3

In C#, I can cast things to 8bit signed ints like so:

(sbyte)arg1;

which when arg1 = 2, the cast returns 2 also. However, obviously casting 128 will return -128. More specifically casting 251 will return -5.

What's the best way to emulate this behavior?

Edit: Found a duplicate question: Typecasting in Python

s8 = (i + 2**7) % 2**8 - 2**7      // convert to signed 8-bit
3

With ctypes:

from ctypes import cast, pointer, c_int32, c_byte, POINTER
cast(pointer(c_int32(arg1)), POINTER(c_byte)).contents.value
2

I'd use the struct module of the Python standard library, which, as so often, comes in handy for turning values into bytes and viceversa:

>>> def cast_sbyte(anint):
    return struct.unpack('b', struct.pack('<i', anint)[0])[0]
... ... 
>>> cast_sbyte(251)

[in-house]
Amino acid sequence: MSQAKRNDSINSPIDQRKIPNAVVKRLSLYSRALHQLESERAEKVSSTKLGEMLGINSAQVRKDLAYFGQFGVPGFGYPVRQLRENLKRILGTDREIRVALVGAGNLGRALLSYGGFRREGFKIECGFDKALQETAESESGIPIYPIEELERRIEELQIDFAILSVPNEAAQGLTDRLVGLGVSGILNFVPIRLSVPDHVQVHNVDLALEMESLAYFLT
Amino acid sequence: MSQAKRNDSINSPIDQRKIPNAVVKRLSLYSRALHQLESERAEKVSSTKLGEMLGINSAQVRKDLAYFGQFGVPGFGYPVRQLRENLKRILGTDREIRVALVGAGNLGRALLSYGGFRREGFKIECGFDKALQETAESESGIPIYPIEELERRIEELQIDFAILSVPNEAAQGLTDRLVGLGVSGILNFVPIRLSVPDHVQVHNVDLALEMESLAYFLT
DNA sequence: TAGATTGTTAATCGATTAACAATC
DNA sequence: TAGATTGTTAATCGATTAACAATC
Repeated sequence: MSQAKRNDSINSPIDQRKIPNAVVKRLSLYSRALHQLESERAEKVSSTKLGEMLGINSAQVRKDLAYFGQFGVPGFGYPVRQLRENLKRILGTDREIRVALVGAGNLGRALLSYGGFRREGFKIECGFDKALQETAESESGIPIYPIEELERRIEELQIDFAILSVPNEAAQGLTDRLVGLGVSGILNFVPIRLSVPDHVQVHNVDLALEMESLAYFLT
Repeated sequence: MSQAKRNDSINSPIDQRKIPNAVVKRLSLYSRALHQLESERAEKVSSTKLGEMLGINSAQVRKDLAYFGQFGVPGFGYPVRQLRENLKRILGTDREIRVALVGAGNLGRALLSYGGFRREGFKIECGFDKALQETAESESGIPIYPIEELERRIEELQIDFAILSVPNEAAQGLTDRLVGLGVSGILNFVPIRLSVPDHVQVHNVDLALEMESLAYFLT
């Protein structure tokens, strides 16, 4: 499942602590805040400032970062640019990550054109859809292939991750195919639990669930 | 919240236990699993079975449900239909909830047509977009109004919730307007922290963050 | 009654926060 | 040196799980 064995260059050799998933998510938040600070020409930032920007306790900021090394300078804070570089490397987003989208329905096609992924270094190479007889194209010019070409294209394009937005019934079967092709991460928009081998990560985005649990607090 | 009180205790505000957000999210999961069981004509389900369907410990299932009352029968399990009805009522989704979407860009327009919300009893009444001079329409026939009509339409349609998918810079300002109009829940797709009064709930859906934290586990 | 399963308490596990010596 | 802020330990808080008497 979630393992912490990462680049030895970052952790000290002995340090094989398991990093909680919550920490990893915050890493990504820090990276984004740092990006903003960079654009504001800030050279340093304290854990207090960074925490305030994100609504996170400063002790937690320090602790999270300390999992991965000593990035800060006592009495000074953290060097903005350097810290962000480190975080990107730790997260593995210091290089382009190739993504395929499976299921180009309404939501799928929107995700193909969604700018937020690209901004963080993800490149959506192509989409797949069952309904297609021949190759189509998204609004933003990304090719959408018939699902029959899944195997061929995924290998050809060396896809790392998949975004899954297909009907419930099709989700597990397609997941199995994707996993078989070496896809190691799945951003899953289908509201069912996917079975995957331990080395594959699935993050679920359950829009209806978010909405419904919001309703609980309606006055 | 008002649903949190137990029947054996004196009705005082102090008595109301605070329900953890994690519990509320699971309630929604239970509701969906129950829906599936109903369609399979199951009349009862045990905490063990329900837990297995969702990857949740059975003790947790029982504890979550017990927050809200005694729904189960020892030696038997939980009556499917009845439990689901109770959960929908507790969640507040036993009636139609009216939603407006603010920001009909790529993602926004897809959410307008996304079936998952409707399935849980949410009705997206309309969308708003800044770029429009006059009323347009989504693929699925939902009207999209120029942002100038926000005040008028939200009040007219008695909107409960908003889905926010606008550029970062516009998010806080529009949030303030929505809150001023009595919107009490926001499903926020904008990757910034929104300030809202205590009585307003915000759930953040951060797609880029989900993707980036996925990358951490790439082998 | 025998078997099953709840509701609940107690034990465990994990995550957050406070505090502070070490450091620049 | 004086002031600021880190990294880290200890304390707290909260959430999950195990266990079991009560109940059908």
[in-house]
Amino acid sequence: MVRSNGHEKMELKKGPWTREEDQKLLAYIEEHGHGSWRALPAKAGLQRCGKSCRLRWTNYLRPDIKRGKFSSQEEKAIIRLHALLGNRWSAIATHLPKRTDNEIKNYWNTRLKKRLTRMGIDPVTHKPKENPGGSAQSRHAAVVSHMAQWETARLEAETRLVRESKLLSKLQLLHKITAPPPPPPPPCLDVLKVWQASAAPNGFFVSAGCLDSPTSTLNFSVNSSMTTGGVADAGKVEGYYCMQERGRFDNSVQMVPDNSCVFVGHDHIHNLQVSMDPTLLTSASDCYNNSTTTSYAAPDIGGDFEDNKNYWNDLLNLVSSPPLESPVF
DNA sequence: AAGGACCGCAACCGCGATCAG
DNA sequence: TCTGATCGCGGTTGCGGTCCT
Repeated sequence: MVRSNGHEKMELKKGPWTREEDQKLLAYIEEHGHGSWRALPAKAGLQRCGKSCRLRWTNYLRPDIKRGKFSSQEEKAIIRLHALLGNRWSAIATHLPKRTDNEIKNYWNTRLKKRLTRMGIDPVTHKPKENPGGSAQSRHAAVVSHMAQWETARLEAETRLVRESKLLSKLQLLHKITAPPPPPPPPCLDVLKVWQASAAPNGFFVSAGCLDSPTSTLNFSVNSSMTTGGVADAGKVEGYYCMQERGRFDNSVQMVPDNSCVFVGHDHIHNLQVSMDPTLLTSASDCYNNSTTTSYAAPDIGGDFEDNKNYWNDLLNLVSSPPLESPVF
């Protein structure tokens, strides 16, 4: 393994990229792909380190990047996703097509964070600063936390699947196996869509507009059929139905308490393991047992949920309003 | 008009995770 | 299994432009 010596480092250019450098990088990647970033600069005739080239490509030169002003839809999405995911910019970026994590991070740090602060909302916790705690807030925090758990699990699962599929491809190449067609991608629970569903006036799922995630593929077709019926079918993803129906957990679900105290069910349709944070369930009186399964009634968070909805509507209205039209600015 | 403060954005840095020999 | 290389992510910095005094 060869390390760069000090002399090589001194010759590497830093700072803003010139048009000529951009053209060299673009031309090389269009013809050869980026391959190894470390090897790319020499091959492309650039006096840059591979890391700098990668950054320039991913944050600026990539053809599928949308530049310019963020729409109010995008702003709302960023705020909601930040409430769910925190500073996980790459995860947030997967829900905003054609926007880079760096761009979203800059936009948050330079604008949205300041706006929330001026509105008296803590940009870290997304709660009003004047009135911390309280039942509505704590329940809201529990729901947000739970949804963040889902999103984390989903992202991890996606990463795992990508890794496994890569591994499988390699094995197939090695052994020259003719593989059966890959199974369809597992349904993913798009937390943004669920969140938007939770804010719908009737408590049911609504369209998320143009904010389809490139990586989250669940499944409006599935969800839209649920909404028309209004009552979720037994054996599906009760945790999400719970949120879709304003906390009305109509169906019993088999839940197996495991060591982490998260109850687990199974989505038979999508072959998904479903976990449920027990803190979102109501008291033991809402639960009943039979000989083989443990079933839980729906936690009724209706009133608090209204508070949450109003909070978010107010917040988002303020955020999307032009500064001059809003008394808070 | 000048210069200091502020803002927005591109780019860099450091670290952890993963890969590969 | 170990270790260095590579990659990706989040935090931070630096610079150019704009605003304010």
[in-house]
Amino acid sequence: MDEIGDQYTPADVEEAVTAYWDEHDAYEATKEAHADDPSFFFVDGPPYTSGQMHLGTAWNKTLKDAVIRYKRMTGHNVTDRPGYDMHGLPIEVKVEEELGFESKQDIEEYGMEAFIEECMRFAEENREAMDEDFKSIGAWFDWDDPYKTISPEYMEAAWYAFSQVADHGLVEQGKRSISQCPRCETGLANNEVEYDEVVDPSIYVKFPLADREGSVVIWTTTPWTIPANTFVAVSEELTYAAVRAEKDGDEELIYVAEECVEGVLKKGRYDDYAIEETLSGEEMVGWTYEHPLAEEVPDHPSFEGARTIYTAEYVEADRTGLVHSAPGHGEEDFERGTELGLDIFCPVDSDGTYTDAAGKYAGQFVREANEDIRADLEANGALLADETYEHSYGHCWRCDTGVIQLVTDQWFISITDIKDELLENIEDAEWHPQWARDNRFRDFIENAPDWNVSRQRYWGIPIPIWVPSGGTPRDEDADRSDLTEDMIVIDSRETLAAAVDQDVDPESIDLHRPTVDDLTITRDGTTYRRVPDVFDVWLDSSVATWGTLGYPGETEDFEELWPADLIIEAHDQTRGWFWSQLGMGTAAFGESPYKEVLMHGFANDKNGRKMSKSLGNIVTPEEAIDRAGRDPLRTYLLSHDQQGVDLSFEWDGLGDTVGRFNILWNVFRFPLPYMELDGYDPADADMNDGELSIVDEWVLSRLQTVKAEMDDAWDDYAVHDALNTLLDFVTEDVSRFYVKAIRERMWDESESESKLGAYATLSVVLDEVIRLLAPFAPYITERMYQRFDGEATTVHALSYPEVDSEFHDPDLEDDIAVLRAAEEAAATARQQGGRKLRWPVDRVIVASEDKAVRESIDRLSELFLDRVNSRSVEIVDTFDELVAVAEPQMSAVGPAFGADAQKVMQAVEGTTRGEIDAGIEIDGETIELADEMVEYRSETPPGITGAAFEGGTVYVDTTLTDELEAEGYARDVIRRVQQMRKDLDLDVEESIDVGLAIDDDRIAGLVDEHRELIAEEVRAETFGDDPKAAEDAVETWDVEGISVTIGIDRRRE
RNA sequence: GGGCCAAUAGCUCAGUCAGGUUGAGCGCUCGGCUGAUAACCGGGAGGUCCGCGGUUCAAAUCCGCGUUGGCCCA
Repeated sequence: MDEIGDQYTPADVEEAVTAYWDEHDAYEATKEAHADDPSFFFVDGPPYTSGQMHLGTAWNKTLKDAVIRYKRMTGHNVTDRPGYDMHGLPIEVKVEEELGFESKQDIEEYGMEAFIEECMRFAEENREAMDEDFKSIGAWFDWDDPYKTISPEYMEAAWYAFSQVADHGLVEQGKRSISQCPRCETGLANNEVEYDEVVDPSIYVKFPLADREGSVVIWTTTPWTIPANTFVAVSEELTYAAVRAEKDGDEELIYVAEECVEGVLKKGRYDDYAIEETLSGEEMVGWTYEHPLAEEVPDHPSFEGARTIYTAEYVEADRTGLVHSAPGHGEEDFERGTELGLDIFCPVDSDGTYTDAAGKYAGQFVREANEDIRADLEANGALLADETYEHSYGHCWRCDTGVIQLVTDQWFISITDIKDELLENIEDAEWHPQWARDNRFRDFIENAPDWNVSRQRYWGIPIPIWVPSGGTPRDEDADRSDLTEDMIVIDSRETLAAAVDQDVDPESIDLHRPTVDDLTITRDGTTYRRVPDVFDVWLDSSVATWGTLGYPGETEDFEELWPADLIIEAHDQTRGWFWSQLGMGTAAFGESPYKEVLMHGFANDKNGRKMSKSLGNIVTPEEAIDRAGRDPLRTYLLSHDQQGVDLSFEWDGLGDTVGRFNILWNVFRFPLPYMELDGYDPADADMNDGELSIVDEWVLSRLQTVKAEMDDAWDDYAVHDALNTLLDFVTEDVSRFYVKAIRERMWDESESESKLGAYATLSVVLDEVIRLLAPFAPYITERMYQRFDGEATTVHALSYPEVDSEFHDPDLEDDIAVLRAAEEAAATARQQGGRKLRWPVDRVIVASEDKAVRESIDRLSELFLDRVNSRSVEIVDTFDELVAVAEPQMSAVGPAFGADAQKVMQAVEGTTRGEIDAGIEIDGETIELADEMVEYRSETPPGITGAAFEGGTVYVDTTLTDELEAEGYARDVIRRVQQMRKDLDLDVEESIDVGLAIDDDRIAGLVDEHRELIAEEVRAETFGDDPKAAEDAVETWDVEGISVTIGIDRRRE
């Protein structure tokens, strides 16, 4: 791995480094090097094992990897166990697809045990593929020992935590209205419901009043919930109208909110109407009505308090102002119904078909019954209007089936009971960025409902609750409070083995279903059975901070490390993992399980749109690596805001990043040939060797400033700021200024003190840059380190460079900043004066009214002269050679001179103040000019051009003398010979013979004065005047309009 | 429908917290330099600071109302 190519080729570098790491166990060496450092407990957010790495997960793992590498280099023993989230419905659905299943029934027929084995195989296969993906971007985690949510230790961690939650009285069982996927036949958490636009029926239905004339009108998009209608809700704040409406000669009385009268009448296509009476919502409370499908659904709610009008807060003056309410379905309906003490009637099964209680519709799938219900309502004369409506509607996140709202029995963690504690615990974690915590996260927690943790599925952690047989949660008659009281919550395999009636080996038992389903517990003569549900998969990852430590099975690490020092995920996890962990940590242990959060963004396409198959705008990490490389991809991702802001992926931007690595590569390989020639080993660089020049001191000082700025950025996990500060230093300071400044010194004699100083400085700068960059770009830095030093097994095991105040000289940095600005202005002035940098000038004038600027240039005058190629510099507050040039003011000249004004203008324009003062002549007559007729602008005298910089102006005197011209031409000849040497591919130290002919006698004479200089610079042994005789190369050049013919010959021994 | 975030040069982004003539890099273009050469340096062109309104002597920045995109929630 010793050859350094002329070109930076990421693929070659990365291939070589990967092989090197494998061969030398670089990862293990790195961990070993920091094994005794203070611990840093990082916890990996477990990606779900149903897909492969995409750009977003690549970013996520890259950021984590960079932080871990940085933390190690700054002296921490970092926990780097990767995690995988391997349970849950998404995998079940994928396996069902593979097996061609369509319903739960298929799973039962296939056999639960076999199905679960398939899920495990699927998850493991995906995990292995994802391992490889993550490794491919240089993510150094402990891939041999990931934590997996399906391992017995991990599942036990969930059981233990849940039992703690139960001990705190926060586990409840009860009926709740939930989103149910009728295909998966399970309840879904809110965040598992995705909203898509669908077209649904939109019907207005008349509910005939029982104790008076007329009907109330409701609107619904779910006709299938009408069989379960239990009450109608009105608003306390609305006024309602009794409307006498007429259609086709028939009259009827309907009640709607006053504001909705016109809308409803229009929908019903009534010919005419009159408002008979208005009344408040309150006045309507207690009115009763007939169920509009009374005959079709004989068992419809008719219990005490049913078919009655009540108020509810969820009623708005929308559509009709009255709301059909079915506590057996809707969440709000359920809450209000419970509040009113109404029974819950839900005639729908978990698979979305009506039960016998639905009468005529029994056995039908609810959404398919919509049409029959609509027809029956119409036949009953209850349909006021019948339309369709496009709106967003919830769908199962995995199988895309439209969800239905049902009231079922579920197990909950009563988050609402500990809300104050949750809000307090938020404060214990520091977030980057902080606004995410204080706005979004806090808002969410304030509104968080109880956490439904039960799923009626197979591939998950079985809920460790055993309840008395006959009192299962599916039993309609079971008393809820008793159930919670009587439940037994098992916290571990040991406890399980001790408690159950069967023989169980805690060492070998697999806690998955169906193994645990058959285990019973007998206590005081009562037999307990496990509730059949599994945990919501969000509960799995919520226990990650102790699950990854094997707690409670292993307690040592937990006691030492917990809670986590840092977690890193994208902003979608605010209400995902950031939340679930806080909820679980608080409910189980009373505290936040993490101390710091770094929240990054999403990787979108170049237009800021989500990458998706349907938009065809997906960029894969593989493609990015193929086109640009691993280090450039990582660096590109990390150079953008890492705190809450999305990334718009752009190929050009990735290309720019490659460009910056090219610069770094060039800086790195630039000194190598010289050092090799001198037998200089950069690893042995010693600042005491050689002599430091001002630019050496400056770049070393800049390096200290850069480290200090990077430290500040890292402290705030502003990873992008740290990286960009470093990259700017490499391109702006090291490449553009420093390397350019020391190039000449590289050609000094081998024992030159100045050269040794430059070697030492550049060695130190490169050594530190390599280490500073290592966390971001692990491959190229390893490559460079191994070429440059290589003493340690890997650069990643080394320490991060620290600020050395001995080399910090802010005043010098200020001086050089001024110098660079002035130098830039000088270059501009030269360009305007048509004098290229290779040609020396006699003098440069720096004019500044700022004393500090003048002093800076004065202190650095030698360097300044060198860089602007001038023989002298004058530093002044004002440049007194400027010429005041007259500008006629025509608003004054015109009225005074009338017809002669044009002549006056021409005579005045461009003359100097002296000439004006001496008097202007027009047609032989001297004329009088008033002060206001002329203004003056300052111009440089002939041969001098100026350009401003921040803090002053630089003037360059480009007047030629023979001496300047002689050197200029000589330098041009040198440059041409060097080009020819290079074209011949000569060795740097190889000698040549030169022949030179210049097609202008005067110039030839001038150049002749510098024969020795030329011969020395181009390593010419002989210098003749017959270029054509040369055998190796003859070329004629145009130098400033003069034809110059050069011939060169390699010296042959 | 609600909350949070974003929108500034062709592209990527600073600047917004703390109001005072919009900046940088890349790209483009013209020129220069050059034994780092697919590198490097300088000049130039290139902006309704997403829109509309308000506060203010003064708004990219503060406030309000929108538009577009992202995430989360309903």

-5
  • 2
    Hmm this is slower then the method I found in my OP :S. – Dominic Bou-Samra Jul 11 '10 at 6:58
0

struct module can help you, e.g. here is a way to convert int(4 bytes) to 4 signed bytes

>>> import struct
>>> struct.pack('i',251)
'\xfb\x00\x00\x00'
>>> s=struct.pack('i',251)
>>> print struct.unpack('bbbb',s)
(-5, 0, 0, 0)
0
>>> from numpy import int8
>>> int8(251)
-5
  • Any ideas off the top of your head how fast this would be compared with other solutions? Never used numpy. – Dominic Bou-Samra Jul 11 '10 at 6:32
  • Loading NumPy takes a few seconds, but its routines are implemented in C and Fortran. – Ignacio Vazquez-Abrams Jul 11 '10 at 6:36
  • Hmm oddly this is slower then Alex's method, and the one I found in the OP – Dominic Bou-Samra Jul 11 '10 at 6:52
0

Try one of the following:

>>> sbyte=lambda n:(255 & n^128)-128 
>>> # or sbyte=lambda n:(n+128 & 255)-128

>>> sbyte(251)
-5
>>> sbyte(2)
2

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